Lenovo IdeaCentre D400 – Photo Gallery

Lenovo IdeaCentre D400: In-Depth

After playing with with the Lenovo IdeaCentre D400, I think it’s time for an in-depth review. Before I go into the review, I’d like to answer a couple questions raised in my previous post. (Click here to read my first impressions.)

1. Is there warranty coverage if the user upgrades the amount of RAM in their server? The answer to this is no. While I understand why in some respects, I don’t like how there is not an option to either purchase an upgrade at the time the server is built, or an in-warranty option. HP does this (see here for details), I’m not sure about other vendors, but I think if one can do it, what’s preventing others from doing the same?

2. I was curious as to whether or not there was a product page on the Lenovo website as I was having a hard time finding it. Lenovo has sent me the link, and you can click here to go directly to the product page on their website.

3. I asked Lenovo about their feature set and am under the impression that they IdeaCenter D400 is designed to be a no-frills server. For advanced functionality like Photo Sharing, etc., you can go to WHSPlus (http://www.whsplus.com) and find add-ins for the server. In talking to Lenovo, they did drop a hint that sometime next year there will be an update to their offering. I look forward to what it is!

If anyone has any further questions, please let me know on Twitter (@tomontech) or e-mail (tom at tomontech dot com).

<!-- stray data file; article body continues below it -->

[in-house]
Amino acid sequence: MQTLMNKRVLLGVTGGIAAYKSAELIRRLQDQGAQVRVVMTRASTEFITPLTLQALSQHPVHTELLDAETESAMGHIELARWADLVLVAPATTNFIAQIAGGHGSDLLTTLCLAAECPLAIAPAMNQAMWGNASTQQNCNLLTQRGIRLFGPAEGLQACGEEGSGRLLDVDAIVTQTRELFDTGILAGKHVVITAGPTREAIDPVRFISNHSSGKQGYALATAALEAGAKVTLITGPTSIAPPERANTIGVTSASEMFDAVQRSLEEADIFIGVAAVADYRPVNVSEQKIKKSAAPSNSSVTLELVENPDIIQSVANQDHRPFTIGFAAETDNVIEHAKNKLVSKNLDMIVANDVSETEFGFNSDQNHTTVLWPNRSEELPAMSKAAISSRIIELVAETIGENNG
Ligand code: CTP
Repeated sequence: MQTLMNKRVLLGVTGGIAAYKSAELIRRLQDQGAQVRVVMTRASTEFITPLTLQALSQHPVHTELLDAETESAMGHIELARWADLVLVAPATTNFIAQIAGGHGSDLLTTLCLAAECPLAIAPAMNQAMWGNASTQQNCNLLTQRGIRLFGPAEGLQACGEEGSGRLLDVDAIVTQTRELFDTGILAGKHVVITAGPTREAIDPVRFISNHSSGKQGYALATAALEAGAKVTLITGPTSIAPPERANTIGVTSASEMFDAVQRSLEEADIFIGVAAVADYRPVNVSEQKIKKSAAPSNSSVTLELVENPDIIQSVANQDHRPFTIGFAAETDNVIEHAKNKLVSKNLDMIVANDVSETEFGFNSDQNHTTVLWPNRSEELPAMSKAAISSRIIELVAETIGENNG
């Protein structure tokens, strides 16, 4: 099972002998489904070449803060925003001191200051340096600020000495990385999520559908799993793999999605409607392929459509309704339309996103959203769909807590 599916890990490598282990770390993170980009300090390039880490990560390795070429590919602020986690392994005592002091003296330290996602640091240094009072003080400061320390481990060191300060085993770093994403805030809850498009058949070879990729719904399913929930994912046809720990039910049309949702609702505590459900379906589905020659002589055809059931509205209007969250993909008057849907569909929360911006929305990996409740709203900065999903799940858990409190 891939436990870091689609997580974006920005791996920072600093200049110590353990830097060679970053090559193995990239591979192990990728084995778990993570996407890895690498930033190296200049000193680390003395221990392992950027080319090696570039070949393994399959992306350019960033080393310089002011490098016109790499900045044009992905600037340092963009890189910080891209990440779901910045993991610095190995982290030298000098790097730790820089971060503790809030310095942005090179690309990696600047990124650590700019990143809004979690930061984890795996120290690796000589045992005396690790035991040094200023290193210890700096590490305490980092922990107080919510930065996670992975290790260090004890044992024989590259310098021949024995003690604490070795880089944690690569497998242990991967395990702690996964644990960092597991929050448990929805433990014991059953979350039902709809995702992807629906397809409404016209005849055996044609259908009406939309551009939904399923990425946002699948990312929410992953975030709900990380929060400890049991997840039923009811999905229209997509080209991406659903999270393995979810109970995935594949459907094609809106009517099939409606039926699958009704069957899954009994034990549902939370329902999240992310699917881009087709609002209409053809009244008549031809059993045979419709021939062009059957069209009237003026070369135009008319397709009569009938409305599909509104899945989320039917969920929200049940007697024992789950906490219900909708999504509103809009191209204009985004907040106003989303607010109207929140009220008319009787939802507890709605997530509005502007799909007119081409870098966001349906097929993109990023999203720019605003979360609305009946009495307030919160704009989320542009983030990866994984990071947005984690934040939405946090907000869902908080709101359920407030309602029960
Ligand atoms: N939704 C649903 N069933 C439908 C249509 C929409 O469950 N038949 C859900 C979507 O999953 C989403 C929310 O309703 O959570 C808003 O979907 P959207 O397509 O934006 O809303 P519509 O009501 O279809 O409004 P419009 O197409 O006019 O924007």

Now on with the in-depth review!

Installation:

Installation and configuration of the IdeaCentre D400 is fairly straight forward. Put in the Client Connector Software disk, let the installer download the software from the server, answer some questions and you’re all set and ready to go. However, there is one thing that I do not like about Lenovo’s installer. There are three items on the disk (Home Server Connector, LightsOut Client, and Lenovo’s EasyAccess software). Lenovo does not make it clear on the menu of the installer that to install everything, they each have to be installed separately. I think some clarification on the menu would go along way. Either that, or provide some automation where the user selects which of the three to install, and then they are installed in order automatically without further intervention by a user.

Ease of Use:

Like all of the Home Server offerings out there that use Windows Home Server, this one is no exception to how easy it is to use. Because Windows Home Server is designed to be as consumer friendly as possible, ease of use is very important. Lenovo does a great job of making the server easy to use, with the only exception being the confusion on the software install menu. There is a piece of software that Lenovo includes called EasyAccess, and this software automatically makes the shares on the server appear in your Computer window. Their tab they add to the Windows Home Server Console is very well thought out, and presents important information very clearly.

Server Recovery: